It’s been a rough few years for value investors.
Ever since the global financial crisis, growth stocks have easily outperformed value shares.
Many factors — such as low interest rates, technological change, and government support — have converged to form favourable conditions for growth shares.
Investors have been rewarding companies seen to be part of the future, and finding boredom in businesses that are already earning a profit.
And that’s meant many value funds and their highly paid managers have underperformed, much to their professional embarrassment.
So how are value investors defending themselves in a world that’s against them?
Maple-Brown Abbott: We’re going to hold tough
Maple-Brown Abbott head of Australian equities Dougal Maple-Brown said his team has fielded some “very tough questions” from clients over the last 10 years about the failure of value investing.
“In Australia, yes, we have lost some clients,” he told a briefing this week.
“[But] people employ us to be a value manager. That’s what it says on the tin.”
Maple-Brown said the team would remain faithful to the strategy.
“We have generally held the course, which has been excellent. And they’ve been handsomely rewarded in the last quarter. But that’s just one quarter and there’s a lot more to go.”
The company’s managing director Sophia Rahmani admitted clients could get fatigued with repeated quarterly presentations espousing how the market valuation is at historic and dangerous highs.
But this repetition also showed her team was staying true.
“Our Australian and Asian investors know that they’re getting a disciplined values manager with that,” she said.
“We’re definitely going to hold tough to what we do, because we believe in it.”
Will Gray: Value will be back with a vengeance
Will Gray, director of ‘contrarian’ investment house Allan Gray Australia, admitted this month it’s been a hard life backing value shares.
“2020 was another such occasion, with many of our funds underperforming their respective benchmarks over the calendar year,” he wrote to his clients.
“We personally share these tough times with you, as substantial co-investors in the funds, through very low firm profitability/small losses due to our performance-based fee structures, and through lower individual remuneration – and that’s exactly how it should be.”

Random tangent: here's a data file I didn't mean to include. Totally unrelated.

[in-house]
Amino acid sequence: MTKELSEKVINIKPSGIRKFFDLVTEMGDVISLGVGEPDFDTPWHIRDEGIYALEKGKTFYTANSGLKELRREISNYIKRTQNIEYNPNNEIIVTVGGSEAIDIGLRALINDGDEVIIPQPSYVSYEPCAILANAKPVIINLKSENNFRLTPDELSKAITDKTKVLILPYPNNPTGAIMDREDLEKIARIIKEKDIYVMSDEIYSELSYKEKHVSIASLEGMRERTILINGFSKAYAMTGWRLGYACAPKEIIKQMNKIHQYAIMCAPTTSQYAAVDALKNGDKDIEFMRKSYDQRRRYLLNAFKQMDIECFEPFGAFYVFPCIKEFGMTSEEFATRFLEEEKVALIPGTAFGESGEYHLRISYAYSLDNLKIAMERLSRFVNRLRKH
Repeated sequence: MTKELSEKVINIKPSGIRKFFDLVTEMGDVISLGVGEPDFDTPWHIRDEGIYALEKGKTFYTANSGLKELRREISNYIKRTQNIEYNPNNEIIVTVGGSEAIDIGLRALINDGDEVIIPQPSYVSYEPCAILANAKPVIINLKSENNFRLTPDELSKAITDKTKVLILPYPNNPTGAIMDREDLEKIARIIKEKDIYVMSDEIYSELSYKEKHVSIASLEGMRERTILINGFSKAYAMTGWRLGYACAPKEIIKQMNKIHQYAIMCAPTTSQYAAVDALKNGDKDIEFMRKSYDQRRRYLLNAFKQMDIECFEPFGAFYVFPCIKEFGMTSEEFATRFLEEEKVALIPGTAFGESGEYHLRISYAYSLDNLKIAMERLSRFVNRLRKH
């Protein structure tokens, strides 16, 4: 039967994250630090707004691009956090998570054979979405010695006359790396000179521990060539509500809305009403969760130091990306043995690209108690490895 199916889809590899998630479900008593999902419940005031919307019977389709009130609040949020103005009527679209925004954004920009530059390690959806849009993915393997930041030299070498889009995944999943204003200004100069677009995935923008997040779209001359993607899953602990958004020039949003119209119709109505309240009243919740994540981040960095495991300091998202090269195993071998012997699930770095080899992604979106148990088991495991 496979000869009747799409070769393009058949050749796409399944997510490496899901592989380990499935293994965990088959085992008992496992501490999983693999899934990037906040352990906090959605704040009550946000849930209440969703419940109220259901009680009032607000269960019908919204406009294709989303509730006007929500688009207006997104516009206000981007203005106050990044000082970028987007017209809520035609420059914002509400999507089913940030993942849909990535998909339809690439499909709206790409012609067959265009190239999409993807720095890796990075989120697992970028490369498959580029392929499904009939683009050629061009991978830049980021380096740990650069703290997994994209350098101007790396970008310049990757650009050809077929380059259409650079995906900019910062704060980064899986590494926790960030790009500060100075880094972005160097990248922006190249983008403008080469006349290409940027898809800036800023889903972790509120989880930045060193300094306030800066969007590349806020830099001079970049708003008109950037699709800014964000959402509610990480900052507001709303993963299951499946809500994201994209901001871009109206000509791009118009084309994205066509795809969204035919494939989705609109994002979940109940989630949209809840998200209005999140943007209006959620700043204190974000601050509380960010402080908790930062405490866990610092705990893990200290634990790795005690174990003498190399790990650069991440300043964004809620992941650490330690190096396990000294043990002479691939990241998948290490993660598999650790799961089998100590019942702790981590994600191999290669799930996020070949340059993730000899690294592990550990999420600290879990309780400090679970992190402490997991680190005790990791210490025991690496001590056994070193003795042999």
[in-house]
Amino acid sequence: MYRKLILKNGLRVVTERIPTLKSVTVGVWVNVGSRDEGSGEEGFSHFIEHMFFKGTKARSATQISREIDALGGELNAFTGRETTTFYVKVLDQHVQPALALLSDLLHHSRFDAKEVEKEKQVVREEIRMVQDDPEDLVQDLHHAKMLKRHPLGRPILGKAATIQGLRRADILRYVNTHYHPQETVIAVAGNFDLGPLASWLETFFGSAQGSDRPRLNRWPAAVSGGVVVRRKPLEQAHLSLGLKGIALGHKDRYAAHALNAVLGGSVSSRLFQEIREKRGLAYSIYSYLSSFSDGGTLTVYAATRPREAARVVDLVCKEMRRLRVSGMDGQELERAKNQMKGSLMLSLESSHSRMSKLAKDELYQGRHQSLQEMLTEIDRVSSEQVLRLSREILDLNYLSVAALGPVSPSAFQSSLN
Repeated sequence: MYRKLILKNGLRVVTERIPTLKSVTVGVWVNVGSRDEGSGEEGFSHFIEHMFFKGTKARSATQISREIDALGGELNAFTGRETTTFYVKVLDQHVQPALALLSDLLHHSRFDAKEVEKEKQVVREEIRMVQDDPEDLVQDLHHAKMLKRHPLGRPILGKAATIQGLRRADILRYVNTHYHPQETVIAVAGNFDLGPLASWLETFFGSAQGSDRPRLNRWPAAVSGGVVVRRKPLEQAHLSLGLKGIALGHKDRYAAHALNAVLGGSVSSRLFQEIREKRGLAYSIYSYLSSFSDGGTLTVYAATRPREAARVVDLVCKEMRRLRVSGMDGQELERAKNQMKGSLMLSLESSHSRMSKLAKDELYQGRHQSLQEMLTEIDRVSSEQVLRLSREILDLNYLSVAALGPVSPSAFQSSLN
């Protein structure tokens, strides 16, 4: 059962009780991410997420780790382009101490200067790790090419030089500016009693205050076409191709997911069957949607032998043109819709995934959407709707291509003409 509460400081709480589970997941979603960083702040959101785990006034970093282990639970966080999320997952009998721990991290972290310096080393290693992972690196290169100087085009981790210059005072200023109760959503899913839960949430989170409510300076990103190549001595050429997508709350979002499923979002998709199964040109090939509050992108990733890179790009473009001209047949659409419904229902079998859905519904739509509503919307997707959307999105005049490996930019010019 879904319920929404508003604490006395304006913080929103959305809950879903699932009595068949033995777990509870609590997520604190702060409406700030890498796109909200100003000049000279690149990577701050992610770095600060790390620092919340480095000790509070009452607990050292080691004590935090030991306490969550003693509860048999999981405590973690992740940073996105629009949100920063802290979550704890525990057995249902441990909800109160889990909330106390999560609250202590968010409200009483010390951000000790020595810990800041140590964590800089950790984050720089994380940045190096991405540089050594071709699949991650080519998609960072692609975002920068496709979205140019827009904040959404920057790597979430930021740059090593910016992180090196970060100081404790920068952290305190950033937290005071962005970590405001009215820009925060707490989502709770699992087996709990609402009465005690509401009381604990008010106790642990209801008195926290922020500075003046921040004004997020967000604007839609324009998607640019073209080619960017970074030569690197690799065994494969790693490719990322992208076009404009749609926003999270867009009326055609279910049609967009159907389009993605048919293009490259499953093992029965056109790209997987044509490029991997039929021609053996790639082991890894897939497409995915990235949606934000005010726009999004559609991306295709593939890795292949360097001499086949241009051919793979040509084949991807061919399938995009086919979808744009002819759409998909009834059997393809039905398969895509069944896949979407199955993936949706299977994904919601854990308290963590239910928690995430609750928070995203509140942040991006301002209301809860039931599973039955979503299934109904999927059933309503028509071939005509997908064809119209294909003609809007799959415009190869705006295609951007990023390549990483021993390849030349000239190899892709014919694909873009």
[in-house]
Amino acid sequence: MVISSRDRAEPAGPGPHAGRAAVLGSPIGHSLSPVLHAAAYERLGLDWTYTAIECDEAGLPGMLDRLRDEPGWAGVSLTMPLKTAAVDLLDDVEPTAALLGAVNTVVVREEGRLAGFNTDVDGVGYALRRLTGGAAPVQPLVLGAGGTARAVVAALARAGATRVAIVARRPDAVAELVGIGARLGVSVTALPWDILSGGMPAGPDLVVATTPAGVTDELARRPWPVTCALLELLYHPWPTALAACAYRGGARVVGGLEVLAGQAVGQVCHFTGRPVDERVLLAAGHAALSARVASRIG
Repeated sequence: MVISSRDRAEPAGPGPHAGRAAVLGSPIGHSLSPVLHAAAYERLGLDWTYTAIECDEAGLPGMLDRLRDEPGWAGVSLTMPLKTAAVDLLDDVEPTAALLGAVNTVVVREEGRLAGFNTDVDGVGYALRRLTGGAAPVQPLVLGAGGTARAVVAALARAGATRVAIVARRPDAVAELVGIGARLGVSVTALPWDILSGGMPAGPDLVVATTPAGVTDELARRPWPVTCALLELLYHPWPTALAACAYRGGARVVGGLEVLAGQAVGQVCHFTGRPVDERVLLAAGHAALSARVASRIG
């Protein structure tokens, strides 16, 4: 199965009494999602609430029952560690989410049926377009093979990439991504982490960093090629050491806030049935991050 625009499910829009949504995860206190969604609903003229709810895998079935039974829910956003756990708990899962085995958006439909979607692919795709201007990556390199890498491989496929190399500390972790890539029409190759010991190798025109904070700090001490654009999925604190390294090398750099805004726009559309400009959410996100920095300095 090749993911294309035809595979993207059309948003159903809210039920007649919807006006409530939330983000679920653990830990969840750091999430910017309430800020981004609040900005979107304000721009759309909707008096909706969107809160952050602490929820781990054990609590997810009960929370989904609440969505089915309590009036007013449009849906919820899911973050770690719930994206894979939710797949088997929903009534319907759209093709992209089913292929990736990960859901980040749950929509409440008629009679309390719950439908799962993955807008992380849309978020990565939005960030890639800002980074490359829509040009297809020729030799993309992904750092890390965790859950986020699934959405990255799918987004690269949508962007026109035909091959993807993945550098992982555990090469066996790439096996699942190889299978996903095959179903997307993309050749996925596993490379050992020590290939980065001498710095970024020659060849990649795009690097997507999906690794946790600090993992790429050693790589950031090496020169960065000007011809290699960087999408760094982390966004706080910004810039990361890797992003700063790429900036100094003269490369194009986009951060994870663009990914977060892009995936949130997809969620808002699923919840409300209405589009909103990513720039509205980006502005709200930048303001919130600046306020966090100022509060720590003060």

Gray reminded his clients that value investing had worked “spectacularly well” for many decades until the 1990s internet bubble.
“The approach came roaring back into fashion in the wake of the dotcom bust, yet now finds itself being similarly tested once again,” he said.
“We aren’t smart enough to predict the timing or duration of these changes, but we do know that they have been cyclical in the past.”
Buying cheap will never go out of fashion
Paying less than what a company is worth is “a timeless recipe for investment success”, according to Gray, even if it meant waiting a long time on the sidelines.
“Rather than relying on a ‘winner’s game’ consisting of spectacular streaks of brilliance, a better approach is to contain mistakes and invest with controlled conviction,” he said.
“While it may not be the most fun to play, it is a winning strategy for those who have the discipline, patience and humility to stick with it.”
Gray predicted the end of growth-over-everything era is now within sight.
“The improvement in our investment performance over the last two months of the year, coincident with news of several effective COVID-19 vaccines, is encouraging in that regard,” he said.
“Even so, the extent of that move barely registers as a blip on a longer-term chart. It is exciting to think what might be possible if current valuation gaps begin to close in earnest.”